The jQuery plugins site is currently down. The intention is to replace
it with a better site. However, is a replacement even necessary? When
researching our weekly jQuery Roundup articles I rarely use the jQuery
Fortunately, there are alternatives, and they're arguably more friendly
to front-end developers.
Guess what? I don't want to download a zip file from your website.
Most plugins I encounter are found through
GitHub. With a free GitHub account, open source projects get version control, issue tracking, and a wiki. Another useful
service for plugin developers is GitHub
Pages which can be used to host site for your
plugin, including any documentation and code examples. GitHub is
essentially a complete service for plugin developers.
And believe it or not, GitHub recently announced a client-side editor in
Edit like an Ace. Even if you're a less technically-minded client-side developer, you can now
edit code through GitHub without even learning how git works. Although,
GitHub has solid documentation, I'd still recommend learning the basics.
If a web-based editor appeals to you, then why not give Cloud9
IDE a try? It can integrate with GitHub, and allows free
public project creation which is perfect for open source projects. Old
fashioned Vim/Emacs die-hard like me might be suspicious of services
like Cloud9, but if it works for you then use it!
Allow people to get help when things go wrong. Writing client-side code
is an art, and it's likely that no matter how well-tested your plugin
is, it'll have a few bugs.
If you're looking for issue tracking outside of what the version control
services offer, then Lighthouse is a good
choice because it allows free open source issue tracking. I've also
noticed open source developers using Pivotal
There are curated jQuery plugin lists out there. The jQuery Handpicked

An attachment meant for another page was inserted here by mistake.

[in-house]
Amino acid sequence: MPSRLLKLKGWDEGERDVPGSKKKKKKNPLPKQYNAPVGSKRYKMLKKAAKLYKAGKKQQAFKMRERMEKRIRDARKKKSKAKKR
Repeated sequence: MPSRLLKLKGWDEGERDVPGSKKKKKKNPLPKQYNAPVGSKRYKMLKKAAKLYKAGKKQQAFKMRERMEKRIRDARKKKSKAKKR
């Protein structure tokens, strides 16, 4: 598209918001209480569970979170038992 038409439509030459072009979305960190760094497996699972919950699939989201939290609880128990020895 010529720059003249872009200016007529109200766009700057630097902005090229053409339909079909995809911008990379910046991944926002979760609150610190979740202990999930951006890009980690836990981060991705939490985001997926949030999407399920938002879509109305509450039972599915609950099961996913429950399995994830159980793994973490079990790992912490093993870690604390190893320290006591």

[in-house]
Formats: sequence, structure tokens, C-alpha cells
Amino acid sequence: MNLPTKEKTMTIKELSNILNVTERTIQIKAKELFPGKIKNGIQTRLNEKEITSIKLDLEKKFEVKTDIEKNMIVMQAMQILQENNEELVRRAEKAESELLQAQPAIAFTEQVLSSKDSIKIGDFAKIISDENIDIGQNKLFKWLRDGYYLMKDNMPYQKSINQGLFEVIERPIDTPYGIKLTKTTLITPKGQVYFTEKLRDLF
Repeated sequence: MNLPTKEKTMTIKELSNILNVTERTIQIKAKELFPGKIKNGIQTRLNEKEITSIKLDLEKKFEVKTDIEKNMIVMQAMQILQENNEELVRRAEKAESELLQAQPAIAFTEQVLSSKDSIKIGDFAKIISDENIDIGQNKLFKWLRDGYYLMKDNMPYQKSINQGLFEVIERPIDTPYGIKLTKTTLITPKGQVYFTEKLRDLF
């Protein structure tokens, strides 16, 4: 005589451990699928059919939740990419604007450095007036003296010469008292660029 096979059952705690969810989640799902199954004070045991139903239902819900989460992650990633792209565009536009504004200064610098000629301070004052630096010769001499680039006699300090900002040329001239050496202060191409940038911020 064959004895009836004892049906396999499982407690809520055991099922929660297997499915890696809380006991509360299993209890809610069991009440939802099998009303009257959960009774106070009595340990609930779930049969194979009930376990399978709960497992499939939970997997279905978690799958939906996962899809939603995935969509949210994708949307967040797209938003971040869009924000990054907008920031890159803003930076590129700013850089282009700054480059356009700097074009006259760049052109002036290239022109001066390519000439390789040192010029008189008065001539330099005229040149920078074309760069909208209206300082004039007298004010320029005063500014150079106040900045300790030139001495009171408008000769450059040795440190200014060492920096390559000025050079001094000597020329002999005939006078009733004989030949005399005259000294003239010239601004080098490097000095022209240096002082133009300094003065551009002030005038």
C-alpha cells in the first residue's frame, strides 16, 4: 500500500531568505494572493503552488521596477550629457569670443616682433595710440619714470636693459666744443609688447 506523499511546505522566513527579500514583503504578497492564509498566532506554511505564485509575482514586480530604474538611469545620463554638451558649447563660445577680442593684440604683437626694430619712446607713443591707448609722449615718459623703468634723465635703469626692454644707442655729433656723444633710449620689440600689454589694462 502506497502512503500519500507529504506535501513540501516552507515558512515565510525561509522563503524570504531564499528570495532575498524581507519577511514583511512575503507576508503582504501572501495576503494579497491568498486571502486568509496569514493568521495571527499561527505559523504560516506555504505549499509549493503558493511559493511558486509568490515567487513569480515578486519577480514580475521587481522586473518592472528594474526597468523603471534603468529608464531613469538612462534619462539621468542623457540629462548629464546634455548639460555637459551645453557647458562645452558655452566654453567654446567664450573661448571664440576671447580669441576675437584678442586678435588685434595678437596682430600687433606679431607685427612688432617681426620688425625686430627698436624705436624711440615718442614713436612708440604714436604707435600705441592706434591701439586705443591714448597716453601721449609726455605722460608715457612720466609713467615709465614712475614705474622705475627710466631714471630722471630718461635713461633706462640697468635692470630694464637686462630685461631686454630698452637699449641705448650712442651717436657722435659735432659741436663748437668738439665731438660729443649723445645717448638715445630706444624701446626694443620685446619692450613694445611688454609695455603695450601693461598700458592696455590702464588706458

Plugin Repository is one such list, which
features a plugin demo browser. Writing to the authors of such lists, or
sites like DailyJS, is a perfectly acceptable way to promote your
plugin. In fact, if you don't send me your plugins, it's unlikely that
I'll ever find them!
Writers like myself will look at several indicators to determine if our
readership will be interested in a given plugin, and if it's a new
plugin that's poorly packaged then I'm unlikely to cover it. I also
quickly download plugins and try them out, but a demo page is preferred
because it saves me the effort of downloading a plugin and creating a
suitable mock HTML page to run it.
Another useful way to host demos is to use
demo on jsFiddle is perfectly acceptable.
It's also possible that you could write a tutorial for your plugin and
syndicate it. Lots of blogs and dedicated tutorial sites are looking for
content like this. Editors generally prefer it if the content is unique,
so write to your favourite blogs with a tutorial pitch before committing
to writing anything. If you don't mind putting the effort in and not
getting published, it only takes a few minutes to set up a free blog and
post your own tutorials and news.
Open source projects were traditionally promoted through receptive
mailing lists. This is still common in some circles -- I often look for
equivalent for jQuery is the Using jQuery
Forum, according to the jQuery
Using jQuery: [...] if you've built a site that uses jQuery, or would like to announce a new plugin, this is the place to do it.
Beyond curated plugin lists and blogs, a good way to discover new
plugins is social bookmarking sites. The
pinboard.in/t:jquery link is the first autocomplete item in my browser address bar when I type 'pi'. The reason
for this is Pinboard has a good signal to noise ratio.
I think the only thing that's missing here is unit tests, unless they're
hidden somewhere in the source that I didn't expect.